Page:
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As you probably guessed from the card descriptions and images above, the theme of the demo deck is plants. I understand that there will be a variety of deck themes once the full game gets released. But for now, it’s all about cacti, potted plants and the like. The plant theme revolves around growing into more powerful forms, naturally. You have cards that either let you upgrade a unit on the field or a card in your hand. Upgrading a unit generally gives them more health or allows them to deal more damage, amongst other benefits. Upgrading a card generally lowers the energy cost or enhances its effects. This meant that even with the relatively small pool of cards in the demo, there’s a lot of strategies you can use. Every mission you win nets you at least one new card, too. If you manage to beat the optional objectives, you’ll get another. I spent about an hour beating the demo, and a few more minutes to clear those optional objectives. They mostly were alternate ways to win the battle, such as occupying territories for a few turns instead of just mulching the opposition. And though I didn’t utilize it, you have a deck customization feature, though I managed fine with the cards I won from battles.

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I found the game mechanics to be easy to grasp, and trickier to master. The first two tutorial missions were a breeze, but by the third Floppy Knights started playing for keeps. I lost a handful of times in the other three missions, and each time I learned a new approach to improve my strategy. There is some element of RNG with the cards you draw each turn, but it’s not that detrimental. Generally just taking my time to think and act accordingly resulted in success. The game controls perfectly with mouse controls, though I do wonder if the final game might implement gamepad functionality. My only complaint regarding the controls is that I was never told I could move the map by dragging the screen. There was also one glitch that happened a few times. I would select a move card, and was given an attack card with it. It didn’t disappear either, at least until the battle was over.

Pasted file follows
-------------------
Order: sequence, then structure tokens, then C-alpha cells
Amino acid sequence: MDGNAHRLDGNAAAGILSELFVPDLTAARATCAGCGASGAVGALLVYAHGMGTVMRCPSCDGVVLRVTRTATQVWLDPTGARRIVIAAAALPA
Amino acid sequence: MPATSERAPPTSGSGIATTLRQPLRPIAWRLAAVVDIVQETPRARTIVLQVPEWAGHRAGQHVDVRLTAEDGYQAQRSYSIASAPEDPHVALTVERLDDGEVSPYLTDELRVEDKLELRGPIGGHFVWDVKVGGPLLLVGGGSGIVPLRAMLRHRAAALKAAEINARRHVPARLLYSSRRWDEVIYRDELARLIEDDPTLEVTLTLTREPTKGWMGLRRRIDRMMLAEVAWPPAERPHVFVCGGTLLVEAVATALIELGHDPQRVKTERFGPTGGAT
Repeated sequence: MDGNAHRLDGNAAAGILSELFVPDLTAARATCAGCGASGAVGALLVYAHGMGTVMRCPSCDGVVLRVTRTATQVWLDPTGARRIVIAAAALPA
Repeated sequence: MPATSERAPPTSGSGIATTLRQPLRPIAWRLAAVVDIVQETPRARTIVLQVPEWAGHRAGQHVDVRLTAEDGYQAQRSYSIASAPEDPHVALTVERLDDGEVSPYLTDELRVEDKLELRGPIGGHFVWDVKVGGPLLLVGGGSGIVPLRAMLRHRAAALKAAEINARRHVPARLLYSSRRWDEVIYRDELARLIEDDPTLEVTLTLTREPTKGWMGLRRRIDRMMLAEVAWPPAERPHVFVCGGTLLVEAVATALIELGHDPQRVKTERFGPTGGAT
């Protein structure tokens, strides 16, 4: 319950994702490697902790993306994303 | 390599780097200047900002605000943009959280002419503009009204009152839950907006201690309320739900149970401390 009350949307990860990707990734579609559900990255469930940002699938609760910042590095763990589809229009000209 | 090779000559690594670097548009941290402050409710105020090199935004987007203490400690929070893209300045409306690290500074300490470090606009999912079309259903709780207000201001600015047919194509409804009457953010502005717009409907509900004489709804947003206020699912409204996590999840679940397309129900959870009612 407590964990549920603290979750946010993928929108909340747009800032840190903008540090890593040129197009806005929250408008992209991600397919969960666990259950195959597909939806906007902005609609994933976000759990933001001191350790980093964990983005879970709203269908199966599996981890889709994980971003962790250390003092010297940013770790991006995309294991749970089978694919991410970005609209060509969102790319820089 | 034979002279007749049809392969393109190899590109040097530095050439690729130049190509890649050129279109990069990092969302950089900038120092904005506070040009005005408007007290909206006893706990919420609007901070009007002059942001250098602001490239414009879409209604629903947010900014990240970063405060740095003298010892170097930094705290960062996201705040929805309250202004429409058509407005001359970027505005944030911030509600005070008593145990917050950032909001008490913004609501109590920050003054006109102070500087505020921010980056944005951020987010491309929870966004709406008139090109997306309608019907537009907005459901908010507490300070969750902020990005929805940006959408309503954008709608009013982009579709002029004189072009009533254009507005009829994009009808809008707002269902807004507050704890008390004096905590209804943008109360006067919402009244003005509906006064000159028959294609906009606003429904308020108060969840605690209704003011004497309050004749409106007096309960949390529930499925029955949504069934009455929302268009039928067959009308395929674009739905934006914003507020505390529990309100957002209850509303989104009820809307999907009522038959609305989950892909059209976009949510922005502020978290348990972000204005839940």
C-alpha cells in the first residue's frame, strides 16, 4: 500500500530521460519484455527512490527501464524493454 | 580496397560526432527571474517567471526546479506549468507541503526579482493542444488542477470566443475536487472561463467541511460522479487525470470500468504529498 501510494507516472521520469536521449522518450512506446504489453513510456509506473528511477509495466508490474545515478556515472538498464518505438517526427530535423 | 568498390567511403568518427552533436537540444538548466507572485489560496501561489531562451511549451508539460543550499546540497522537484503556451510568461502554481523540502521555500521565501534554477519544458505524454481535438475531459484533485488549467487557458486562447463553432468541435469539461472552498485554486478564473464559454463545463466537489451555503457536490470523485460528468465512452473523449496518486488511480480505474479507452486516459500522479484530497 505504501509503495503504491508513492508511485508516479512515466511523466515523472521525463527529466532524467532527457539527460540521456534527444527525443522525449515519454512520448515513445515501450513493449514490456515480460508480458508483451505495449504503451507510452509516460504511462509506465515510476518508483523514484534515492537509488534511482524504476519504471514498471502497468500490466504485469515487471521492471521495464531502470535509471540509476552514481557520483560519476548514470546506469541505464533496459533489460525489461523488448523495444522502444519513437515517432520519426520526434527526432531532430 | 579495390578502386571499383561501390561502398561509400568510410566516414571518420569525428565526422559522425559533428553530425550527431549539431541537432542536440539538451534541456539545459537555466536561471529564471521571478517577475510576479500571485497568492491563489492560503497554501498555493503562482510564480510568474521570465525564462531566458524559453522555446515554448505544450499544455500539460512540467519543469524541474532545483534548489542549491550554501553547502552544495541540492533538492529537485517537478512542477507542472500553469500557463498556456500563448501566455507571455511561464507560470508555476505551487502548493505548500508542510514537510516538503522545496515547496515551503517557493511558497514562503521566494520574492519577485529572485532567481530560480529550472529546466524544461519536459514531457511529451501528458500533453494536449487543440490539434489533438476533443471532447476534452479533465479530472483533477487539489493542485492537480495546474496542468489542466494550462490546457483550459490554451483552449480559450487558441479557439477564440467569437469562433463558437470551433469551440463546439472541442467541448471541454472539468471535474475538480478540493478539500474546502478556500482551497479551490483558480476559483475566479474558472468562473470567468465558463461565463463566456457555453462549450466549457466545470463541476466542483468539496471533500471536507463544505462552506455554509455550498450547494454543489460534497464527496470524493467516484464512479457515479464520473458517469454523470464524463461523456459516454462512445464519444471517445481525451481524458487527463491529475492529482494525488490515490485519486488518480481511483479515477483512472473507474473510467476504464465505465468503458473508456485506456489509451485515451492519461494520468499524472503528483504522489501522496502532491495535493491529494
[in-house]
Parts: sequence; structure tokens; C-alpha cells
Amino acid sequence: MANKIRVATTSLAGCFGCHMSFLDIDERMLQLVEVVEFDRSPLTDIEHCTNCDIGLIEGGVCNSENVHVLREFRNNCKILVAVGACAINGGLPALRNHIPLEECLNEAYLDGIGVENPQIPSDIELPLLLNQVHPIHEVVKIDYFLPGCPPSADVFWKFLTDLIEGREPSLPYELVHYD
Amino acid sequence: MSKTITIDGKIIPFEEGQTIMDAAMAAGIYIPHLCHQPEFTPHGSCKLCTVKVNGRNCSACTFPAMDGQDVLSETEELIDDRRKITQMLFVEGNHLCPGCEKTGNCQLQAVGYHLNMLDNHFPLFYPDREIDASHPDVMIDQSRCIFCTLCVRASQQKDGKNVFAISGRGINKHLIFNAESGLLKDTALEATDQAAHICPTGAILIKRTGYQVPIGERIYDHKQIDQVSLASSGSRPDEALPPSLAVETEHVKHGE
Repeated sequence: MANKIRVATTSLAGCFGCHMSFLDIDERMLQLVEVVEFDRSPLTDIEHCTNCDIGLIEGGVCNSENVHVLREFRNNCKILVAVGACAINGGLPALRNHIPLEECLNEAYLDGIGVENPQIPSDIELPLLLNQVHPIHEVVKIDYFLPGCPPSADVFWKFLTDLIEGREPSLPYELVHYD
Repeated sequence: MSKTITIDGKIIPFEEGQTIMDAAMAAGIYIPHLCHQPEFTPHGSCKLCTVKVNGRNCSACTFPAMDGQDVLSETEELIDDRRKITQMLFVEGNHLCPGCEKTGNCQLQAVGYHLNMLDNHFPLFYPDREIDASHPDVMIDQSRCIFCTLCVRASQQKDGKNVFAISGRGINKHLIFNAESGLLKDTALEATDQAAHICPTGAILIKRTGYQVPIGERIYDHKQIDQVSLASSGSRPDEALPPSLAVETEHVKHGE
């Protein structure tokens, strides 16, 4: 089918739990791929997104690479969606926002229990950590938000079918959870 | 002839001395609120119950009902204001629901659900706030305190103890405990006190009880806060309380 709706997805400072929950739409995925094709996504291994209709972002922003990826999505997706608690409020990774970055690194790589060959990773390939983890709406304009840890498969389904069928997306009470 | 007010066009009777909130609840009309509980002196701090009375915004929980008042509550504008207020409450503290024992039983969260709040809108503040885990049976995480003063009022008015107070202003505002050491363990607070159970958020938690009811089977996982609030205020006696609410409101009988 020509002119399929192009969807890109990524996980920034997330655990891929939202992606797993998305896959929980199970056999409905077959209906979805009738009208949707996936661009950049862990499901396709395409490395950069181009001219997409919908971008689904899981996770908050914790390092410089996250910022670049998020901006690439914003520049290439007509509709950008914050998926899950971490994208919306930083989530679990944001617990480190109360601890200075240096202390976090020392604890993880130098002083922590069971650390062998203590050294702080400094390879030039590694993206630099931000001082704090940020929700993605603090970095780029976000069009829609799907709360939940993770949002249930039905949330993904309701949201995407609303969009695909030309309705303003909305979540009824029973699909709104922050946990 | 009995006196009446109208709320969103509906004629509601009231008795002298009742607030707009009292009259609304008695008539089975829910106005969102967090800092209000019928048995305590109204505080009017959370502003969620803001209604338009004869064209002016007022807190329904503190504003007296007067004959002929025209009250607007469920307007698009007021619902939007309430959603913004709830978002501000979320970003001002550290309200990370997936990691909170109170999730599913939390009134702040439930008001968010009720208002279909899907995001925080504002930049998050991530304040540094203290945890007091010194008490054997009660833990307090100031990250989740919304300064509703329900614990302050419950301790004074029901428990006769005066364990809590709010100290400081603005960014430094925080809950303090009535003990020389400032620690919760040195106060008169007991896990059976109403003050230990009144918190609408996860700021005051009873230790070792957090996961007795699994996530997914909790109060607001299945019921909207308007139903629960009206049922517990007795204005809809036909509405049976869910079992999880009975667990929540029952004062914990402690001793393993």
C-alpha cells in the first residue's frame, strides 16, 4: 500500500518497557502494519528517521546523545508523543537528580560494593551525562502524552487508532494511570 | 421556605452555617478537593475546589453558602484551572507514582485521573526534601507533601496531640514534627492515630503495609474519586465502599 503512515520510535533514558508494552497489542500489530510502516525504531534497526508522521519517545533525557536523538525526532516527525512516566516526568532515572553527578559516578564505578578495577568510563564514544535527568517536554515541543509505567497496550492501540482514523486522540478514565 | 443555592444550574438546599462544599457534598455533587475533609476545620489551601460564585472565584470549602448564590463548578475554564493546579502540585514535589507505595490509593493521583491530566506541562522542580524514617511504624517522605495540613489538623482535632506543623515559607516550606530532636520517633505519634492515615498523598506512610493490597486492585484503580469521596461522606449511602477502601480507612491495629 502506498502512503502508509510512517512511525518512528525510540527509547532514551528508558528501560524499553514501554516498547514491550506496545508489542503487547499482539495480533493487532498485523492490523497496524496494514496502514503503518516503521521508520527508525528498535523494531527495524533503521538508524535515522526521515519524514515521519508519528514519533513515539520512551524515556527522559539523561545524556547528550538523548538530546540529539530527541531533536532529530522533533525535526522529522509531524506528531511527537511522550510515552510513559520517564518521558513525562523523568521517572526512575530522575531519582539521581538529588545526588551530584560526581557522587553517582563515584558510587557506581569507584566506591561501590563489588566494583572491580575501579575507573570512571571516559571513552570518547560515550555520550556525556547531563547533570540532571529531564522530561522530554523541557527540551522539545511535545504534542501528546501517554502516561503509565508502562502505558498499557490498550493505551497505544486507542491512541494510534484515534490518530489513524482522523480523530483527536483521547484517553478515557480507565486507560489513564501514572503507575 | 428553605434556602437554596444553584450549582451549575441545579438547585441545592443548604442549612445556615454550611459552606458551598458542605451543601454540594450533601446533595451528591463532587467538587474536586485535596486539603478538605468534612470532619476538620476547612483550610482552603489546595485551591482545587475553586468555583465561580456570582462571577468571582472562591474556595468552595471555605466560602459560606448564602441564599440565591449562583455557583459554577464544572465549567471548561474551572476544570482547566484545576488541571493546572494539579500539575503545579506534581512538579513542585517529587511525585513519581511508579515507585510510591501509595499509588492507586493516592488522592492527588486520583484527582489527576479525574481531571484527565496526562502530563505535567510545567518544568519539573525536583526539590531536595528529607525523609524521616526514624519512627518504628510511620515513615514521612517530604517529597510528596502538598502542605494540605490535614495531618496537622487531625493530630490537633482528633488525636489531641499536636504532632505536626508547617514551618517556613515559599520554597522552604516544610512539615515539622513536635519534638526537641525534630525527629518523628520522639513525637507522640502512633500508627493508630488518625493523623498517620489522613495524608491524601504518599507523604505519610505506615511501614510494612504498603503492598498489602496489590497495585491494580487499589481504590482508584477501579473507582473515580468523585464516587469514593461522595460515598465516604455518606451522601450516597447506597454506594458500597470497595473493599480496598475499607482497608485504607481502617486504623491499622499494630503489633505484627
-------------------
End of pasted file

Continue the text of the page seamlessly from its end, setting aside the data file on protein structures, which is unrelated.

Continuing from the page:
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Overall, I’m a fan of Floppy Knights. I think it has a lot of potential to be a really deep and fun tactical game, and it already plays quite well. Maybe the adventure length won’t be on same scale as others in the genre, but that’s just speculation. I’d be happy to be proven totally wrong and for this to be a massive 100+ hour campaign. Either way, it’s a fantastic looking game with spunk to spare, and it has some really dynamic arcade-style tunes. I think this is gonna be a winner. The only question now is how much longer we’ll have to wait for the release date? Here’s hoping Rose City Games answers that last question sooner than later!

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About Josh Speer

Josh is a passionate gamer, finding time to clock in around 30-40 hours of gaming a week. He discovered Operation Rainfall while avidly following the localization of the Big 3 Wii RPGs. He enjoys SHMUPS, Platformers, RPGs, Roguelikes and the occasional Fighter. He’s also an unashamedly giant Mega Man fan, having played the series since he was eight. As Head Editor and Review Manager, he spends far too much time editing reviews and random articles. In his limited spare time he devours indies whole and anticipates the release of quirky, unpredictable and innovative games.